This small, exceptionally thinly potted cup is from one of the imperial sets of wine cups depicting the Flowers of the Twelve Months. A complete set of twelve month cups in the collection of the Percival David Foundation is illustrated by R. Scott in Elegant Form and Harmonious Decoration - Four Dynasties of Jingdezhen Porcelain, Percival David Foundation, London/Singapore, 1992, p. 113, no. 122.
Each of these cups was decorated in a particularly finely painted version of the wucai palette, with rocks and clumps of grass painted in a soft underglaze blue, while the majority of the decoration is rendered in overglaze famille verte enamels.
The status of these cups can perhaps be judged by the fact that at the end of the inscription, which accompanies the flower painting on each cup, there is an underglaze blue seal character which reads: shang. This character may be translated as 'enjoy', for example to enjoy or appreciate the flowers. However, in this context it is more probable that it should be translated as 'reward', with the implication of being bestowed by a superior (in this case the emperor) as a reward for meritorious service.
The flower depicted on this particular cup is apricot blossom (xinghua), the flower of the second lunar month. Since this was the month in which the imperial examinations were held, apricot blossom has also become the 'successful candidate's flower', as well as being a symbol of a beautiful woman. The poetic inscription written on the other side of the cup in underglaze blue reads:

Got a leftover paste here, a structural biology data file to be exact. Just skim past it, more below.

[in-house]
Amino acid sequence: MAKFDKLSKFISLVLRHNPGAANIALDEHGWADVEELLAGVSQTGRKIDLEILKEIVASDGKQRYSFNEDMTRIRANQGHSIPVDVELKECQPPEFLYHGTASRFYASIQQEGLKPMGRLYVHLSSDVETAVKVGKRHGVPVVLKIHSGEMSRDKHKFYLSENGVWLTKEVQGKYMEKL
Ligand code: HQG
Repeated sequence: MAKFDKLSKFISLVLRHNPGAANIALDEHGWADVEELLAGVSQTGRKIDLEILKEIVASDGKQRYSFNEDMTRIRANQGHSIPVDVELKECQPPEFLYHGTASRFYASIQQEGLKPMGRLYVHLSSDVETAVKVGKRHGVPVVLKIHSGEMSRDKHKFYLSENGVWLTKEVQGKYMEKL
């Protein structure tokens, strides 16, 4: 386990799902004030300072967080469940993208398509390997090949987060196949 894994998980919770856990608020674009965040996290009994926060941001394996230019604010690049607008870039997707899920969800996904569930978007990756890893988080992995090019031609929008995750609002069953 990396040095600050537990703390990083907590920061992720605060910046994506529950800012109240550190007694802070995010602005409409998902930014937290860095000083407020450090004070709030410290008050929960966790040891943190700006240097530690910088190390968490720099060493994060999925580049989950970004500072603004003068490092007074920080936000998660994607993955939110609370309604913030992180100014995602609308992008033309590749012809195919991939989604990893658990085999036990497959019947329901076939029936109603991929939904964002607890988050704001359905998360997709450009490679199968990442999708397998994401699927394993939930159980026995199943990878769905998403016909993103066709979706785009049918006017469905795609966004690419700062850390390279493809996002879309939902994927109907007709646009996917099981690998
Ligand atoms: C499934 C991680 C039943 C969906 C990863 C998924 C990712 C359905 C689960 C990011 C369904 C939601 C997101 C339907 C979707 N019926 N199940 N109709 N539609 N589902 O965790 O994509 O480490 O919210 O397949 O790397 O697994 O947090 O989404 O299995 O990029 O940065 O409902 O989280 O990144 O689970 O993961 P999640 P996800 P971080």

'Qingxiang he suyu, jiase chu qingyan'
This may be translated as:
'Its clear fragrance harmonizes with the scent of over-night rain,
Its beautiful color surpasses the brilliance of sunshine reflected off the haze.'
The couplet is taken from the poem, In Reply to Zhangsun Yi for Sending me Apricot from Lanxi, by the Tang dynasty poet Qian Qi (AD 710-780).
Cups from these Twelve Months sets have always been greatly prized for their delicacy, the artistry of their decoration, and for the pleasing relationship between the designs and the poems chosen to complement them. If, in addition, they were received from the emperor as gifts in honor of services rendered to the throne, they would have been even more greatly treasured.